Croatia profile

Newspaper reader Croatian media generally enjoy a high decree independence

Croatia's media enjoy a high degree of independence. Croatian Radio-TV, HRT, is the state-owned public broadcaster and is financed by advertising and a licence fee.

Public TV is still the main source of news and information, but HRT is losing audience share and privately-owned Nova TV is now the top station.

National commercial networks and dozens of private local TV stations compete for viewers. The cable and satellite market is well developed.

There are three national public radio networks, four national commercial channels, regional public radios and more than 130 local and regional radios.

In the newspaper sector, there are six national and four regional dailies. Austrian and German concerns have large stakes in the print media. One German and one Austrian company partially or fully fund over 90% of the print media. The tabloid, 24sata, is the best-selling newspaper, but most newspapers operate at a loss.

Reporters face political pressure and intimidation, says US-based Freedom House. Reporters without Borders says key figures at HRT are "appointed by parliament. This gives the ruling party political control over broadcast content." Journalists covering organised crime and corruption are also at risk.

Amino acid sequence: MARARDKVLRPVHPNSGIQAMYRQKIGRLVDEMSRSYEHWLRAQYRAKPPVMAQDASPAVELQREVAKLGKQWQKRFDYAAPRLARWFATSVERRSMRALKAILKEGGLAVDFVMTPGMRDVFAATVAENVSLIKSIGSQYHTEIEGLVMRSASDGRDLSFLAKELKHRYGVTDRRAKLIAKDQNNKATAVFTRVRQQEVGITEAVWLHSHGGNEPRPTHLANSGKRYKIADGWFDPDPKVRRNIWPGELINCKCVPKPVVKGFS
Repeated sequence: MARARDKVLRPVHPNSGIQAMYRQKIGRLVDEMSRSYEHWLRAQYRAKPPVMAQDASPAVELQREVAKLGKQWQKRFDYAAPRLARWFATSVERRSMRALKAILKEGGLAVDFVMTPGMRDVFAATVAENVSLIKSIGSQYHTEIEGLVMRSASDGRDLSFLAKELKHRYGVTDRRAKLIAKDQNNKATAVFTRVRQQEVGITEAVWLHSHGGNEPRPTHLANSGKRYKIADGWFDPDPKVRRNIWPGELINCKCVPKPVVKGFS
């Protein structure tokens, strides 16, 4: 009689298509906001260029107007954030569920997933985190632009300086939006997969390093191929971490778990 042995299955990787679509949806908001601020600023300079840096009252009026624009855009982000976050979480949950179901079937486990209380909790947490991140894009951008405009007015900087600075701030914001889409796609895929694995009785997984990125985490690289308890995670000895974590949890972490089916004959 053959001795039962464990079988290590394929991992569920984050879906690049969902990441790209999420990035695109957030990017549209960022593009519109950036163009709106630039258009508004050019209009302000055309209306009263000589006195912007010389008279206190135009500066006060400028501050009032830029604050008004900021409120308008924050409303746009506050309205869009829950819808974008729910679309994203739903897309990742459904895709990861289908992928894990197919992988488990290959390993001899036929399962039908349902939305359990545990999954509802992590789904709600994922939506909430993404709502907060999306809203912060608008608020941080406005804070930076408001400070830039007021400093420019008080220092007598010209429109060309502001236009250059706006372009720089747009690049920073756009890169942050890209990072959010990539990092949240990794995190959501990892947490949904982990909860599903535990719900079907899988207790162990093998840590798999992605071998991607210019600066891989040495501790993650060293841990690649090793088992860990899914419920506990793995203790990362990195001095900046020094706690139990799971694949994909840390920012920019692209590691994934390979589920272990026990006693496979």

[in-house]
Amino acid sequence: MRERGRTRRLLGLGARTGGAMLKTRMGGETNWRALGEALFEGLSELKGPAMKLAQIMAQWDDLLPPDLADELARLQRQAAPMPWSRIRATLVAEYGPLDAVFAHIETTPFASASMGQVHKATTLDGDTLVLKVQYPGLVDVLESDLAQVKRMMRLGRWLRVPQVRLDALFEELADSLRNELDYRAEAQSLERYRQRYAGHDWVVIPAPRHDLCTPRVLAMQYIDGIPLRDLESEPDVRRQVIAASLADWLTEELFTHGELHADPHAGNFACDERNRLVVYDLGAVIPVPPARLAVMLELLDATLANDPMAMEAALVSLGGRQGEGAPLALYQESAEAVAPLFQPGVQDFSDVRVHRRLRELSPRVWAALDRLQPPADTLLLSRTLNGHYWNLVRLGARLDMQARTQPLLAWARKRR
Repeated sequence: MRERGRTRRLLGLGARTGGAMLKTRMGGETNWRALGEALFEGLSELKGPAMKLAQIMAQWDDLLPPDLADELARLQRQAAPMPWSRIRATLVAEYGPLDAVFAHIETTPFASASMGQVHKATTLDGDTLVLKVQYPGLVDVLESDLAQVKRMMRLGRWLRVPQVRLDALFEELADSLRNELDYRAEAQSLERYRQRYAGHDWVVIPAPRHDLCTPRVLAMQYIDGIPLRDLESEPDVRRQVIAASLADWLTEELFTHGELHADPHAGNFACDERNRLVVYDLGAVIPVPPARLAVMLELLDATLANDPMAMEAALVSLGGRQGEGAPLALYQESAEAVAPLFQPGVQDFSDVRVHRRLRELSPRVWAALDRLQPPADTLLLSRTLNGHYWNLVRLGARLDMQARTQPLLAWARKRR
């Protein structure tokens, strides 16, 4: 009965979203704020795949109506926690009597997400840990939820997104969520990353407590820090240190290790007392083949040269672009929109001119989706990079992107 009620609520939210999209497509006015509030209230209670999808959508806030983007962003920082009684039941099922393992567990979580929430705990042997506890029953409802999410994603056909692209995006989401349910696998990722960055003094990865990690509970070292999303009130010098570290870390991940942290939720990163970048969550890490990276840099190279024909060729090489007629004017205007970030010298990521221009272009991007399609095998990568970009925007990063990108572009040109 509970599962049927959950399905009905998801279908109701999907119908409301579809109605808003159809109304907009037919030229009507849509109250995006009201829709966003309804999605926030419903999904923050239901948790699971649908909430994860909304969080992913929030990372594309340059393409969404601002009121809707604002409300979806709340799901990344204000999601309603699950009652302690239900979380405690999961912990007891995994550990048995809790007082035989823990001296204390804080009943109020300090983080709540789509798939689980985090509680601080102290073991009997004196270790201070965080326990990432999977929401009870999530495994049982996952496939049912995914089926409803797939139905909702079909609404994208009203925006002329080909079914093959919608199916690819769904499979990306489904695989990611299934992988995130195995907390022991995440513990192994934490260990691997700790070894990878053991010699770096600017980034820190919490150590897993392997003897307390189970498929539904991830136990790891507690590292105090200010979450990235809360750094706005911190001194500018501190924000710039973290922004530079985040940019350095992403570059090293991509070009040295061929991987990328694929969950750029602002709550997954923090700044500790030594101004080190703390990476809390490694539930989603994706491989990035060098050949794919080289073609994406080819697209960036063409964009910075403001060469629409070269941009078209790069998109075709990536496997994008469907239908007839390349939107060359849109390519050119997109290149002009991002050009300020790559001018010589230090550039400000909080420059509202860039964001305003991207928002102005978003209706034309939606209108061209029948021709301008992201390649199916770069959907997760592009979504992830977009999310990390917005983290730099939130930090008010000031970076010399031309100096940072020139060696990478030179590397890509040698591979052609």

The Croatian Journalists' Association has been campaigning for several years for defamation to be removed from the criminal code. Scores of journalists have been put on trial or convicted in recent years.

Close to 2.8 million Croatians are online (Internetlivestats.com, 2014). There are around 1.6 million Facebook users. The telecom sector is the most developed in the region.

The press

Television

Radio

News agencies/internet

More Europe stories

RSS

Features & Analysis

Elsewhere on the BBC

  • GeoguessrWhere in the world?

    Think you’re a geography expert? Test your knowledge with BBC Travel’s Geoguessr

Programmes

  • Suspension bridge connecting mountain peaksThe Travel Show Watch

    Must-see global events including walking the first suspension bridge to connect mountain peaks

BBC © 2014 The BBC is not responsible for the content of external sites. Read more.

This page is best viewed in an up-to-date web browser with style sheets (CSS) enabled. While you will be able to view the content of this page in your current browser, you will not be able to get the full visual experience. Please consider upgrading your browser software or enabling style sheets (CSS) if you are able to do so.